I had to work Sunday, I hate working weekends, Sundays are supposed to be family time: church and museums and brunches and the pool and monster games in the basement.
But that is part of being a public servant, sometimes you work Sundays. So around 4pm I got in my car and drove to Lafayette to talk to some people about education policy. The event ran late so I was late to meet my boys and wife for our special dinner and a movie to see the new Disney movie “Brave,” a story about a young woman unafraid to stare down evil to make her own way in the world and to protect her own family. There was a big mean bear in the movie (even though the mom was turned into a bear to remind us not all bears are mean). My son got scared and crawled into my lap a couple times and snuggled his face into my chest.
After that, I came home and put my boys in bed. When I tucked Emmet in, I lay down next to him in his tiny bed, he put both his arms around my neck in the dark, laid his head upon my chest and said, “Daddy I want you to stay here forever.” I wanted to, too. I almost cried, but instead I held him until he fell asleep and then walked out to see my wife.
She was crying; but about something else. About 4 o’clock today, another public servant left her family and drove to work, the same work she had done every Sunday for 7 years. She probably said goodbye to her two kids and said she’d be home to kiss them both goodnight. While my little Emmet was hiding from the scary bear in the movie, this public servant was running into a real life den of bears to make sure everybody else was safe, and while she was looking out for my friends and neighbors trying to enjoy some jazz in the park, they shot her in the head.
While I lay in the bed cradling my sons head, she lay on a gurney in Denver General with a team of doctors cradling her head.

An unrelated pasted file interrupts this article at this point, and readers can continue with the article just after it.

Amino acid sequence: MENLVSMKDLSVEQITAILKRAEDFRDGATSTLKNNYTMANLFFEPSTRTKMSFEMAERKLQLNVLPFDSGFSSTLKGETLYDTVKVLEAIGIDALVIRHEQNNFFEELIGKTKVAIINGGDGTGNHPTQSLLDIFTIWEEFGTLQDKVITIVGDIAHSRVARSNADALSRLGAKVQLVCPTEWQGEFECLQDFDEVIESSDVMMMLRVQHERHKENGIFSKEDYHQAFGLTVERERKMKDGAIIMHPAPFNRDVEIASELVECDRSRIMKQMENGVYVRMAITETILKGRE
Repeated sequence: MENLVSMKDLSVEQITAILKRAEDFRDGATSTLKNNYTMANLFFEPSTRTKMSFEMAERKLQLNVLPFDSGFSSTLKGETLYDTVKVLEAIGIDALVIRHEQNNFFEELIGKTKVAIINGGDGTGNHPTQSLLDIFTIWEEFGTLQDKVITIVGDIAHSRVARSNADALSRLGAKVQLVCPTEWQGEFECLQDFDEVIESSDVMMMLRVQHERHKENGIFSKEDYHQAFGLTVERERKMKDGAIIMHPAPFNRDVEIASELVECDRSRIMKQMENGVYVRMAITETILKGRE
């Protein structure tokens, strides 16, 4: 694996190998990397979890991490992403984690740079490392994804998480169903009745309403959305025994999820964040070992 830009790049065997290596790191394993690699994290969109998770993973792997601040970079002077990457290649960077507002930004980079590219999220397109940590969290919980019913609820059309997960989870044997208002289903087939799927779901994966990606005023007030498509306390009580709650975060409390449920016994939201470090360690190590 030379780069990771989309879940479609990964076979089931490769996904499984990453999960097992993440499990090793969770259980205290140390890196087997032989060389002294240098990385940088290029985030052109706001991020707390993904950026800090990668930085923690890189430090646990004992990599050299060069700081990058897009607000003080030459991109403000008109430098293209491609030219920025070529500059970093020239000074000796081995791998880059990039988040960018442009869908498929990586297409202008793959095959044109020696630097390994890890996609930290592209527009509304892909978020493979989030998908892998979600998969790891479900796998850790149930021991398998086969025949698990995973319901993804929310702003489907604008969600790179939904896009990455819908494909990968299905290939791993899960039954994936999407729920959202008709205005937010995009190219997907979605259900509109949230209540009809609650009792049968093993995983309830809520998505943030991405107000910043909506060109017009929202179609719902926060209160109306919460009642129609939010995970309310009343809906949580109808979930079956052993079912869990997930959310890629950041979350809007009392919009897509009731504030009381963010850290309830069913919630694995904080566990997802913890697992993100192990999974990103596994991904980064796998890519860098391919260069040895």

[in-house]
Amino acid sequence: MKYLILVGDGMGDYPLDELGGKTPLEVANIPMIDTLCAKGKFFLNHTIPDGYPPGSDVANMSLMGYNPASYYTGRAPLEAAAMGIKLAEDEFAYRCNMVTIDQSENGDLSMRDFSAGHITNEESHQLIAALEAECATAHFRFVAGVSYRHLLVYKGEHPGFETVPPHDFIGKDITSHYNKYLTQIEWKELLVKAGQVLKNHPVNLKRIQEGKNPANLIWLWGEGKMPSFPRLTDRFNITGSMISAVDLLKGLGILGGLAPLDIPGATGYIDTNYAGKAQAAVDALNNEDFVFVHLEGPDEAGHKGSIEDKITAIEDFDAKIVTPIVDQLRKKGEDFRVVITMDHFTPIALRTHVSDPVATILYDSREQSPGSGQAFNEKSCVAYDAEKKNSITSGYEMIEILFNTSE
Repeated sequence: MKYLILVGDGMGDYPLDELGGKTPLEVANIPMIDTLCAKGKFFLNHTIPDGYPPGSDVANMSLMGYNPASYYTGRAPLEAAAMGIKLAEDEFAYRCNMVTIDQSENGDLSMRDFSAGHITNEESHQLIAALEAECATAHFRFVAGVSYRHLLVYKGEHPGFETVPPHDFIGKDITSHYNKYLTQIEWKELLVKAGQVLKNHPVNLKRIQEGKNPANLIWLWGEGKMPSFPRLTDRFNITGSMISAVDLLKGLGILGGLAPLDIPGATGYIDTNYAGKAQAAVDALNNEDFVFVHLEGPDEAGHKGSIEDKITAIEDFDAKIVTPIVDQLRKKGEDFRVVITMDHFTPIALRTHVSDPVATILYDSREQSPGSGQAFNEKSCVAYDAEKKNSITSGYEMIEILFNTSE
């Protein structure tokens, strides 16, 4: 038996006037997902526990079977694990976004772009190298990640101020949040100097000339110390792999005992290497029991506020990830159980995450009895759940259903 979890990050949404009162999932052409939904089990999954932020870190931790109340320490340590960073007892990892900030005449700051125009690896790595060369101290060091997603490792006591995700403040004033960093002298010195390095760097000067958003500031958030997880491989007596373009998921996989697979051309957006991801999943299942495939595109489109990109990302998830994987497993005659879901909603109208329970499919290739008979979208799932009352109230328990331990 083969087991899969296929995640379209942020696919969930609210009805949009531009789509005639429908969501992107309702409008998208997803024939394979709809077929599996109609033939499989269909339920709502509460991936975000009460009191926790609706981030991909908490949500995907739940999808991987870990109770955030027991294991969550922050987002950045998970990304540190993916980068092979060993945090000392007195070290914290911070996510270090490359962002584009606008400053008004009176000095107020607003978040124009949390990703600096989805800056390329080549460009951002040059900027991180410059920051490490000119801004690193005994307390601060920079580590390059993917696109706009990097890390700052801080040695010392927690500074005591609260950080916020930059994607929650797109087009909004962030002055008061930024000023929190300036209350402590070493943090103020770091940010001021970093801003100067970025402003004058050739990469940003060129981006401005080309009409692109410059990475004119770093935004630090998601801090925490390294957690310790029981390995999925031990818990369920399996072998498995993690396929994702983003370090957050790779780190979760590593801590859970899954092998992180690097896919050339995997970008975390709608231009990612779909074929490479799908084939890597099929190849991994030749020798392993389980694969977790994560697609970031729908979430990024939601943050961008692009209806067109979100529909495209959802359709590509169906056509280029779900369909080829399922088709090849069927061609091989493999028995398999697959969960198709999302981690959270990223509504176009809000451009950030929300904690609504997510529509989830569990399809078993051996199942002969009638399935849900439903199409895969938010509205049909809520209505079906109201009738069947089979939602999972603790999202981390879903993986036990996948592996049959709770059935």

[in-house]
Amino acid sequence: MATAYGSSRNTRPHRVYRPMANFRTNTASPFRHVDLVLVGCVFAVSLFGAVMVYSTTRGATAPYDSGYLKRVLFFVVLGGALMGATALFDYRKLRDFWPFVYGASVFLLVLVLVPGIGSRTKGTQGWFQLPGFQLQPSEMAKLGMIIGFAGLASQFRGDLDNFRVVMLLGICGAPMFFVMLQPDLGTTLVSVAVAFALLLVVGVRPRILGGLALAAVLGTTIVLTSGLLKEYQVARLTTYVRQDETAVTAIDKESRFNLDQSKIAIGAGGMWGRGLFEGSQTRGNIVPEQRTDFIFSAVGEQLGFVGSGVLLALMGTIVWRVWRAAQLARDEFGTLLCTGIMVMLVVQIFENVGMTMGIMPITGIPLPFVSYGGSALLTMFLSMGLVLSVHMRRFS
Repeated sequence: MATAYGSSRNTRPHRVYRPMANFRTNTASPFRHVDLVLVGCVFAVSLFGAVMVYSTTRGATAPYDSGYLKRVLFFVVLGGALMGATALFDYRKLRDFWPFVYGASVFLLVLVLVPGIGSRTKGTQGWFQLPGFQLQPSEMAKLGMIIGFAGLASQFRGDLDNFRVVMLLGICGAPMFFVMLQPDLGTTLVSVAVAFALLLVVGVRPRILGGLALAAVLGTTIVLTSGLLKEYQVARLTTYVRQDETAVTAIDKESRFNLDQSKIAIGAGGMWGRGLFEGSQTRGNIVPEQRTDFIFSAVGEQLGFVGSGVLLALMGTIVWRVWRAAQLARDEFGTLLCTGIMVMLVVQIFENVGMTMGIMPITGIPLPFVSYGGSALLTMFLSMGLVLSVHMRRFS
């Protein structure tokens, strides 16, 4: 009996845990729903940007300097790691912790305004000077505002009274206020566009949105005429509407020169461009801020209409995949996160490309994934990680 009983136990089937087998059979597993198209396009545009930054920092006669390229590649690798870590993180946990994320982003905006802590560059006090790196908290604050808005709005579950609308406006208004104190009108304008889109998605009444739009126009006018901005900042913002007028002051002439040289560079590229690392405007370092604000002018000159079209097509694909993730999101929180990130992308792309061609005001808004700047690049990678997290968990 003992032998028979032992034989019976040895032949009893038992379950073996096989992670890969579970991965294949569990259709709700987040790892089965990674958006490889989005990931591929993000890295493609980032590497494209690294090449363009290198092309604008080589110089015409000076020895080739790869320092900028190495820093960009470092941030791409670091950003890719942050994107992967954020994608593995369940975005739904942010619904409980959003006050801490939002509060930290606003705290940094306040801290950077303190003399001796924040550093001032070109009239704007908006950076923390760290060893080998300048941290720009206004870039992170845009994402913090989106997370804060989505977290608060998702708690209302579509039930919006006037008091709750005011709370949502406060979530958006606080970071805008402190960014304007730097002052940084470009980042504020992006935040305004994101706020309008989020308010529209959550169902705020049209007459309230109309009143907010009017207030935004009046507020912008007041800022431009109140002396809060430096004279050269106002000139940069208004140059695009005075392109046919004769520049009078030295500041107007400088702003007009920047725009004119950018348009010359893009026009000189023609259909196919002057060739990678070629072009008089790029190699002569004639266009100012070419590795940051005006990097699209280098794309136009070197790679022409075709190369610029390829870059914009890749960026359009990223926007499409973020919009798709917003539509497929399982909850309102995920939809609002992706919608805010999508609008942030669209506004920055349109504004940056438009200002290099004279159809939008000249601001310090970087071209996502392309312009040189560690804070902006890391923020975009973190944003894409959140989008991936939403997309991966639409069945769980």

And I thought of her little kids, and the nights that they’re afraid, and the nights they want their Mommy to stay with them forever, and I thought of them being asleep right now, and of the moment when they wake up tomorrow morning waiting for mom to walk in to their bedroom, and when their sleepy eyes creep open and they ask if today is a school day or if they can have some milk, or if Mommy’s making breakfast. Someone else will have to be there to hold their little heads and tell them that Mommy isn’t making breakfast, not now or ever again, that she can’t make it to their next soccer game or band practice, that the next time they skin their knee or wake up with a nightmare, Mommy will never be there. She won’t be there to console them through their first broken heart, or to help them straighten their first tie or fasten their first corsage, not to help them pick a college or send them their first care package of cookies. She won’t be there to do a load of laundry over Christmas break, or for the first dance at their wedding, or to be the first teacher when they hold their own little baby in his hands and wonder how to keep this little thing safe from a big and dangerous world.
I am proud to call myself a public servant, but after today that feels like saying that both Shakespeare and I are writers: some give their time and some give their lives.
I will be waiting in my boys’ rooms tomorrow morning when they wake up, waiting to tell them that it is a school day, and that I brought them some milk, and that Mommy is making breakfast, and that I will be at their next soccer game, and that in real life we don’t have to be afraid of big bad bears because some public servants are willing to give their lives to make sure I can “stay here forever” on the nights when my kids need me most.